DAVID ATTENBOROUGH'S VIRTUAL REALITY EXPERIENCE
The VR Attenborough Revolution
At the Australian Museum from 8 April 2016
Enhancing the way we live, technology has helped make the most mundane and painful human activities convenient and comfortable. Delving into self exploration, we experienced another innovation of technology as we slipped on our headphones and large Samsung headsets to explore a different time and place without ever leaving our seats. Made exclusively by Alchemy VR and using Samsung’s technology, we became visually immersed in a 360 degree cinematic view of life underwater 540 million years ago, and beneath the waves of the Australian Osprey Reef accompanied by world famous naturalist, David Attenborough and his descriptive iconic narrative.
After a sell-out season at London’s National History Museum, the David Attenborough VR Experience debuts at the Australian Museum and is the only establishment currently showcasing the exhibition. Separated into two films, David Attenborough’s First Life VR takes its viewers into ancient oceans introducing the Earth’s earliest inhabitants and extinct sea creatures, while the David Attenborough Great Barrier Reef Dive VR uses real-world footage in a virtual reality tour through 3000 reef systems within a state-of-the-art submersible machine covered with cameras.
As our thoughts have turned silicone and our sight grew digital, the idea of a virtual reality has always had it's presence within our society. They grew from aspirations for an alternate world that could conduct our senses to play within images and settings we know exist, and ones we may never get to experience. You can’t help but wonder if technology will further alienate us in its quest to comfort and connect people. VR has become an experience you undertake on your own, within the comfort of your seat, with your own headphone and a headset that blocks out what is physically around you. However, this particular experience has become an alternate form of travel. A viewer can not only travel to places they may not be able to physically go themselves, but they could travel through time making what is currently scientifically impossible, possible. You can bring the outdoors into your home and onto your couch allowing the home-adventurer to explore, an adventurous heart with a disability to experience what is difficult to achieve, and a past explorer to relive their experiences over again. It can encourage viewers to go out, feel the air and touch the textures that physically lay around you.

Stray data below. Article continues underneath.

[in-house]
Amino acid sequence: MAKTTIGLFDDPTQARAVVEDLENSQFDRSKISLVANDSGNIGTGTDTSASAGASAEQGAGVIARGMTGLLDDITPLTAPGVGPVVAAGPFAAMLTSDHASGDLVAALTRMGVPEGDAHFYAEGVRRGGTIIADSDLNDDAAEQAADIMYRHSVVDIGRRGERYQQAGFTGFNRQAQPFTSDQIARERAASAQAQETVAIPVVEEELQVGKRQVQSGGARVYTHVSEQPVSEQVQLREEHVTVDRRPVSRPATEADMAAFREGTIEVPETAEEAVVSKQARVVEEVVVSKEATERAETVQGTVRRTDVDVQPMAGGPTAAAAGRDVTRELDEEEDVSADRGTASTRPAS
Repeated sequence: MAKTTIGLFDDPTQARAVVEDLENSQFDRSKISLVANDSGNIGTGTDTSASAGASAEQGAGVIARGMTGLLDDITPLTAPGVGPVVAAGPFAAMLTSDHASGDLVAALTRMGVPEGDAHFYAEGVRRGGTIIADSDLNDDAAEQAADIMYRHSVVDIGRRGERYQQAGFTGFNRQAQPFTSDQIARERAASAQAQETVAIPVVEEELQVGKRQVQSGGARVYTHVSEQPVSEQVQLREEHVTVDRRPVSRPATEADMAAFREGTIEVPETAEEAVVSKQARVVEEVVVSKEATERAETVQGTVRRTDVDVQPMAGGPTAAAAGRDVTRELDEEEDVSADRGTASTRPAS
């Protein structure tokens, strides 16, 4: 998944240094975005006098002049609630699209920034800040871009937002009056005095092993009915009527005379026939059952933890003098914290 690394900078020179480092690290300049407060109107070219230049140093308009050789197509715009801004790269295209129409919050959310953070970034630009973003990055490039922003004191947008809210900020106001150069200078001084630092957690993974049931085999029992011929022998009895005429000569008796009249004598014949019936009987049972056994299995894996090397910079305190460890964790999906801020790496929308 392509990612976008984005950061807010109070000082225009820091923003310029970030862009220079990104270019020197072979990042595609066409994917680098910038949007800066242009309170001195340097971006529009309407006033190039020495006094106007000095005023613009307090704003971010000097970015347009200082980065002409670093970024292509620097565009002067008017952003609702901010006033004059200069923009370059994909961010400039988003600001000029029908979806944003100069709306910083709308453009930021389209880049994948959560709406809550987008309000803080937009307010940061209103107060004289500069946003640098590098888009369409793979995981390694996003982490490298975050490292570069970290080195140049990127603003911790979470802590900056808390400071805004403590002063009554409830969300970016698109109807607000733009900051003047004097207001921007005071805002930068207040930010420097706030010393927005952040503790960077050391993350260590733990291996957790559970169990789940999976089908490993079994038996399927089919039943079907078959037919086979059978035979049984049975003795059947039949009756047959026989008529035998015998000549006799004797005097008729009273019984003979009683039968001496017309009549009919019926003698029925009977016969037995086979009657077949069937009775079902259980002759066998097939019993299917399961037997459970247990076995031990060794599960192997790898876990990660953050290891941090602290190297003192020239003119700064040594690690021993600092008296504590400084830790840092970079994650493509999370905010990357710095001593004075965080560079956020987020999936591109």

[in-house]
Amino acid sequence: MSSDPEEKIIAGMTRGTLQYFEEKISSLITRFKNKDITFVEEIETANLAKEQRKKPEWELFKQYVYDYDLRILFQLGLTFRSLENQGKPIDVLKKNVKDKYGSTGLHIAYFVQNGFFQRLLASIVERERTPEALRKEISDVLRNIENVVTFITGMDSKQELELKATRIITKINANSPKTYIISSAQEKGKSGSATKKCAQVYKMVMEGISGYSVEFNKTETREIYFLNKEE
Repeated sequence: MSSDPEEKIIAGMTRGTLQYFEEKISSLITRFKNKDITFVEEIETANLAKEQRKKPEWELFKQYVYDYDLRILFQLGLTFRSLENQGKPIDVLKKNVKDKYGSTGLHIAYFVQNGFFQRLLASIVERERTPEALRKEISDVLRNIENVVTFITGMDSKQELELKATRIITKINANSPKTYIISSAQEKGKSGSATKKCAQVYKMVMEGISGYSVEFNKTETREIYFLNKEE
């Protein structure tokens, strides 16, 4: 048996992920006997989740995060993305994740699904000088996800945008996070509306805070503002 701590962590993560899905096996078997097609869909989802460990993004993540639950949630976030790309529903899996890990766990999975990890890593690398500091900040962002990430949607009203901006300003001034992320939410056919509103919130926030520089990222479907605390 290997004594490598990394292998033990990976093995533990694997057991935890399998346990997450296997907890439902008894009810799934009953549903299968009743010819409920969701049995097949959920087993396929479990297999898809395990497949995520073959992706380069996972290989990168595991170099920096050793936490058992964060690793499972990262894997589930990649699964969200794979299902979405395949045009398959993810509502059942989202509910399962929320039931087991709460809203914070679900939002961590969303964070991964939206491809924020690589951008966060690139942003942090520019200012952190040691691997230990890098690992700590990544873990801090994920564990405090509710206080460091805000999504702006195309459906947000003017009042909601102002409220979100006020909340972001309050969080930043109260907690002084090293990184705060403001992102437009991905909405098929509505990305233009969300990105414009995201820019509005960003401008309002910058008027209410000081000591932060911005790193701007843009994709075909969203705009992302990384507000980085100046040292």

Over 4000 tickets have already been sold. To experience it for yourself, buy your tickets from www.australianmuseum.net.au
A Textured World was a guest of The Australian Museum.